“I must go on. I can’t go on. I’ll go on.” So ends The Unnamable, Samuel Beckett’s inscrutable and very nearly unreadable 1953 novel. Irish actor Barry McGovern has taken those words to heart. For 23 years, he’s gone on, performing his distillation of The Unnamable and two other Beckett novels, Molloy and Malone Dies. Beginning July 17, he’ll bring his solo show I’ll Go On to the Lincoln Center Festival as part of the program entitled Gate/Beckett, produced by Dublin’s Gate Theatre. He’ll appear alongside Liam Neeson, performing the teleplay Eh Joe, and Ralph Fiennes, who stars in an adaptation of the novella First Love.
McGovern—among the foremost living interpreters of Beckett—plays Molloy, mourning his mother’s death; Malone, scratching out stories in an exercise book; and the Unnamable, a strange non-man, his head “a great smooth ball I carry on my shoulders, featureless.” Speaking from his apartment in the Dublin neighborhood of Chapelizod overlooking the River Liffey, the 60-year-old McGovern chatted to the Voice about wringing drama from such stagnant situations and his meetings with the elderly Beckett.
How did you first encounter Beckett’s work?
I saw Waiting for Godot on television when I was about 12, a black-and-white BBC production. I’d never heard of it. It was different and weird. I said, “What is this?!”
And how did you first come to the novels?
For my birthday or for Christmas, I asked my parents to buy me the three novels that are in a volume—Molloy, Malone Dies, The Unnamable—upon which this show, I’ll Go On, is based. I was 21 or 22.
I can’t imagine reading these books and thinking: “Oh, this should be a play.”
Yes, I can understand that, but . . . they’re all written in the first person. So, for a solo performance, I just thought, there’s great material here. Even though they’re tragic in their vision, they’re also funny, in a very black way.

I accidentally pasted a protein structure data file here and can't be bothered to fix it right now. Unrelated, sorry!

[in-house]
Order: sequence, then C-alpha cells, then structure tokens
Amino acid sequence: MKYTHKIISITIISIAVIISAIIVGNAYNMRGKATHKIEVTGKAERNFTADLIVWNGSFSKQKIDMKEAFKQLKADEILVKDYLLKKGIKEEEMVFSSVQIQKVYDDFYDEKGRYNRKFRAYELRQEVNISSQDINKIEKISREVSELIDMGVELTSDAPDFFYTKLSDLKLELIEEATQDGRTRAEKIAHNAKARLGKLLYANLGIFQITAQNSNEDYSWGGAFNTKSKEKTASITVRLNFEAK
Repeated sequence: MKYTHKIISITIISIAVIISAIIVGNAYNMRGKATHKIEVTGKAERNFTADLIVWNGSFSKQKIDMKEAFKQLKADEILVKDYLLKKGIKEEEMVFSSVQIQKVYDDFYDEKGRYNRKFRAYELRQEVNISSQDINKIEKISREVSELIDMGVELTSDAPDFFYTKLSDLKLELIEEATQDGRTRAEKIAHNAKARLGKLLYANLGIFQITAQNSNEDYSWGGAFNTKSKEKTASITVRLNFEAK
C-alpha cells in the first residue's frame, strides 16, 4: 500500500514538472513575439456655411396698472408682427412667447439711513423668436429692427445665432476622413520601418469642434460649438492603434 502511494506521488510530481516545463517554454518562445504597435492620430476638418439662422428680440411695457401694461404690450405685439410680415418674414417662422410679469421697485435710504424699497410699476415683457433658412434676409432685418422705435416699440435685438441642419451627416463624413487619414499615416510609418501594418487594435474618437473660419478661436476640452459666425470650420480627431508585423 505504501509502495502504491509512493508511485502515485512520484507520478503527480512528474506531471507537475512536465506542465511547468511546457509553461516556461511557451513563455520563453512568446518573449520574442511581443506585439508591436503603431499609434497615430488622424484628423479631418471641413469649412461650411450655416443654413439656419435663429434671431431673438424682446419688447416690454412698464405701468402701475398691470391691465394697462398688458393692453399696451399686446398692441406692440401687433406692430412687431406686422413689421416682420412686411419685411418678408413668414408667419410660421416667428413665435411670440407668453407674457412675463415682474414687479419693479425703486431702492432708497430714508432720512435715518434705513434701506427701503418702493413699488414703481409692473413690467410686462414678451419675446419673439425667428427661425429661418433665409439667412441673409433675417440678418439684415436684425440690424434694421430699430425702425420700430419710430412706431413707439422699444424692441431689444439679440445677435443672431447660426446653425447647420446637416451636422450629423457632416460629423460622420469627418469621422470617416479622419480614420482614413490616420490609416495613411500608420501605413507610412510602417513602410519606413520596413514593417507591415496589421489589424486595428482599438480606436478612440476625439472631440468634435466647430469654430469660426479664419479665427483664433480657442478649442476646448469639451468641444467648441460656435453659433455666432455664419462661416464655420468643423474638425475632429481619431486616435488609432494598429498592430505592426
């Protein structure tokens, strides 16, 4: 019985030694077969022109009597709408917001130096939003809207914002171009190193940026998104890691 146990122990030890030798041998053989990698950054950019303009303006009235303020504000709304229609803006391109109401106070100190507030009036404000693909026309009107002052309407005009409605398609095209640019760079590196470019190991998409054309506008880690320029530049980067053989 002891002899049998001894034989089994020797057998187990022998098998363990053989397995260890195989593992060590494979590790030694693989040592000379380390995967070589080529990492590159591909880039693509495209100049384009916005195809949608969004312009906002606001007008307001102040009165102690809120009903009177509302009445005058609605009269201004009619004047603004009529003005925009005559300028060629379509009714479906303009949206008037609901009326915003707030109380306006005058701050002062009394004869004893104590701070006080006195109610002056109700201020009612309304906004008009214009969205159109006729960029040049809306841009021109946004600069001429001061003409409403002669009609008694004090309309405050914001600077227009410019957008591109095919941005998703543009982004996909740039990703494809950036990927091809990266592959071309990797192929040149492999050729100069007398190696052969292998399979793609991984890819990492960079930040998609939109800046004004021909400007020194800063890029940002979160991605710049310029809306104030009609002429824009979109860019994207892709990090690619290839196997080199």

But they’re so undramatic!
Yes, but the words are so wonderful. In a way, [these men] are all the same character, searching for peace, searching for silence, an end to hassle and trouble, and the only way they can do that is through words, even though they’re trying to escape words. “I have no voice and must speak,” as the Unnamable says.
How did you decide what to include?
[Co-author Gerry Dukes and I] loved the works so much, that was the problem—there was so much we had to leave out. The show’s only about an hour and a half. I’ve recorded all three of the novels, and if you played all the CDs straight through, it would take 20 hours. We had to give the flavor and essence.
You met Beckett several times toward the end of his life.
I first met him in 1986, a few weeks before his 80th birthday. . . . By that stage, he was quite elderly, but he was wonderful company. We had a beer and a coffee and smoked one of his very dark cheroots. I met him on a few other occasions before he died. They say, “Never meet your heroes—you’ll be disappointed.” But I wasn’t, thankfully.
Was he encouraging?
One time, as I was saying goodbye to him at the little café where we used to meet, he turned back and he held me by the arms and he said: “Thank you for what you’re doing for the work.” And I felt—God, I just felt so humbled, because thank you, Mr. Beckett, you know, for what you’ve done for me and my life with your work. For giving me not just pleasure, but insights into things that matter.